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Senate Staff, Not Senators, Decided to Close the NDAA

Photograph of an Empty Senate Hearing Room

Just when we thought the unnecessarily secretive Senate Armed Services Committee (SASC) process for debating the National Defense Authorization Act (NDAA) could not get any worse, it does.

It turns out the committee’s April 23rd vote was even more out of line with Senate rules than we previously reported. POGO has now learned that SASC staff—voting for Senators that did not anticipate any votes during the pre-markup meeting, made some of the deciding votes on their boss's behalf. It was only after the fact that they confirmed their Senator would have voted the same way.

While POGO disagrees with the Senators who voted to close the session, we respect that they were democratically elected to make these decisions. Allowing staff to vote on the key decision whether to open or close the markup of a bill that determines how to spend over half a trillion dollars is not only a violation of the Senate rules, but a breach of the public trust. Although SASC rules allow for proxy voting, the use of that tool should be limited, and it appears the conditions for using proxies were not met with this vote.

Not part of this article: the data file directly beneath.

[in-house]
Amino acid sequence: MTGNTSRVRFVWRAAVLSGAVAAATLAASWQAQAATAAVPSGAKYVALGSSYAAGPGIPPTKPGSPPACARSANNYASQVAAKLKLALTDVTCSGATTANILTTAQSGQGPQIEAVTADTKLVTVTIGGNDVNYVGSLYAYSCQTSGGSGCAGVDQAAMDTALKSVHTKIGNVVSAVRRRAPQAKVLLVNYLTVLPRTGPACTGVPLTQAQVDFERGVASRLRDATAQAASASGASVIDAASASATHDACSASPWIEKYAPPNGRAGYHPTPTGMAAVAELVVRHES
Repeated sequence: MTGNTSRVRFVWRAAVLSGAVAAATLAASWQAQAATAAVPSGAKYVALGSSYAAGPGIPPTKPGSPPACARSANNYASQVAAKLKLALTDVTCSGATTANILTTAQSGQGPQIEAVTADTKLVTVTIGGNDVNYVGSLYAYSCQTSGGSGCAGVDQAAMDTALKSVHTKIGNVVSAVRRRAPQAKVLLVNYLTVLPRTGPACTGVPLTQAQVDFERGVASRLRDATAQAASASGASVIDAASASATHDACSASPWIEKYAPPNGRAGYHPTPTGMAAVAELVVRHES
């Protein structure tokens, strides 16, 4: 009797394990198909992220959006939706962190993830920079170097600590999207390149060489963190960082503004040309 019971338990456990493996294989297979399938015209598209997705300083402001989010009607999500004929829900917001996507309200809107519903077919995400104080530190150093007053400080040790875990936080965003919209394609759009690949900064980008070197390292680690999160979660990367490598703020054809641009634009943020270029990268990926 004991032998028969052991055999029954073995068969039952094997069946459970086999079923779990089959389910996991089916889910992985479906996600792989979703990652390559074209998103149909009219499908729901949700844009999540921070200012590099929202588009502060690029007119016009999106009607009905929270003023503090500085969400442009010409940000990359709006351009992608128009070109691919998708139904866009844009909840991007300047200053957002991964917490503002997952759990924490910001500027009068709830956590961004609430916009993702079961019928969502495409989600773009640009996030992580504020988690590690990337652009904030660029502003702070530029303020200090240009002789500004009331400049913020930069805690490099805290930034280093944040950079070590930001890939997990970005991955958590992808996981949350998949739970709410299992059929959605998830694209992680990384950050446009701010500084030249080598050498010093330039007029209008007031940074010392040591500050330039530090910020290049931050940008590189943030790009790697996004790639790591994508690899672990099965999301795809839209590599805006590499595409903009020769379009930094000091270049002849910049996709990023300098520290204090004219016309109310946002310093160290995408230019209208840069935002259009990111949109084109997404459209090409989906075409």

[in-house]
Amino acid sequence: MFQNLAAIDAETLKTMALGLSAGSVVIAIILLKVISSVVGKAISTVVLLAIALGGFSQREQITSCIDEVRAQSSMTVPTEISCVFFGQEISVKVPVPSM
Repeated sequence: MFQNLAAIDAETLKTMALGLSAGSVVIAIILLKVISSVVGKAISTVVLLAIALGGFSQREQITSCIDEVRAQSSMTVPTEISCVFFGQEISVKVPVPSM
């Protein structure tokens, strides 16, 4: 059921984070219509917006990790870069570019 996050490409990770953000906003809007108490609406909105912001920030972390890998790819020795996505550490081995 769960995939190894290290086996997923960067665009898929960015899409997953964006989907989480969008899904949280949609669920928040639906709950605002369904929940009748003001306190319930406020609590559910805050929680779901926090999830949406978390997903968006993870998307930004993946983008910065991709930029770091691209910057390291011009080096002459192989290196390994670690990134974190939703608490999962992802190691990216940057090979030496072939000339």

POGO has also learned that the committee had a chance to hold a recorded vote in open session at the start of the NDAA markup, but that it went ahead with a closed session instead. As of this writing, no votes from the markup have been posted online, nor has a copy of the bill itself— a giant leap backward for open government.


By: Elizabeth "Liz" Hempowicz
Director of Public Policy, POGO

Liz Hempowicz Liz Hempowicz is the Director of Public Policy for the Project On Government Oversight.

Topics: Open Government

Related Content: National Defense Authorization Act (NDAA)

Authors: Elizabeth "Liz" Hempowicz

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